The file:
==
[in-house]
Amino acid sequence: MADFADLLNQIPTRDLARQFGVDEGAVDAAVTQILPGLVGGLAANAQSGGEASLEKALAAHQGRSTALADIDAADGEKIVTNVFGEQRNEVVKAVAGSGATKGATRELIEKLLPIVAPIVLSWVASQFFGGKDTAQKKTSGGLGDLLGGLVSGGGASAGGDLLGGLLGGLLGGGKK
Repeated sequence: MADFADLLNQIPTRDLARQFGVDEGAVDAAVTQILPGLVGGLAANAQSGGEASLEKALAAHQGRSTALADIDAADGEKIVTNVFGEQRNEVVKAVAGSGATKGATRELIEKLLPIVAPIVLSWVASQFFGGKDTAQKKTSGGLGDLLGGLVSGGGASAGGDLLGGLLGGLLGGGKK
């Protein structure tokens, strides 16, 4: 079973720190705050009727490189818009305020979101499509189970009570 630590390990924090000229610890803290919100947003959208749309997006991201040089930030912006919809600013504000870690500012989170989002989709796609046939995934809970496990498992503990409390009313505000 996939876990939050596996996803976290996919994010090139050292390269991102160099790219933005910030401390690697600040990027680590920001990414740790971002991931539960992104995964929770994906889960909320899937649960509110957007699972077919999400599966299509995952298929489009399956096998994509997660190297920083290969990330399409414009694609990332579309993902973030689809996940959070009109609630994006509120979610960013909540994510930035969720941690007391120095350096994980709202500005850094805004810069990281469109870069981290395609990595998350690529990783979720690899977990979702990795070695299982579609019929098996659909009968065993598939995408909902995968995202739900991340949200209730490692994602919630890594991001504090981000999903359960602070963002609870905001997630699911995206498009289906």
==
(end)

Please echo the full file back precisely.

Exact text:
[in-house]
Amino acid sequence: MADFADLLNQIPTRDLARQFGVDEGAVDAAVTQILPGLVGGLAANAQSGGEASLEKALAAHQGRSTALADIDAADGEKIVTNVFGEQRNEVVKAVAGSGATKGATRELIEKLLPIVAPIVLSWVASQFFGGKDTAQKKTSGGLGDLLGGLVSGGGASAGGDLLGGLLGGLLGGGKK
Repeated sequence: MADFADLLNQIPTRDLARQFGVDEGAVDAAVTQILPGLVGGLAANAQSGGEASLEKALAAHQGRSTALADIDAADGEKIVTNVFGEQRNEVVKAVAGSGATKGATRELIEKLLPIVAPIVLSWVASQFFGGKDTAQKKTSGGLGDLLGGLVSGGGASAGGDLLGGLLGGLLGGGKK
């Protein structure tokens, strides 16, 4: 079973720190705050009727490189818009305020979101499509189970009570 630590390990924090000229610890803290919100947003959208749309997006991201040089930030912006919809600013504000870690500012989170989002989709796609046939995934809970496990498992503990409390009313505000 996939876990939050596996996803976290996919994010090139050292390269991102160099790219933005910030401390690697600040990027680590920001990414740790971002991931539960992104995964929770994906889960909320899937649960509110957007699972077919999400599966299509995952298929489009399956096998994509997660190297920083290969990330399409414009694609990332579309993902973030689809996940959070009109609630994006509120979610960013909540994510930035969720941690007391120095350096994980709202500005850094805004810069990281469109870069981290395609990595998350690529990783979720690899977990979702990795070695299982579609019929098996659909009968065993598939995408909902995968995202739900991340949200209730490692994602919630890594991001504090981000999903359960602070963002609870905001997630699911995206498009289906």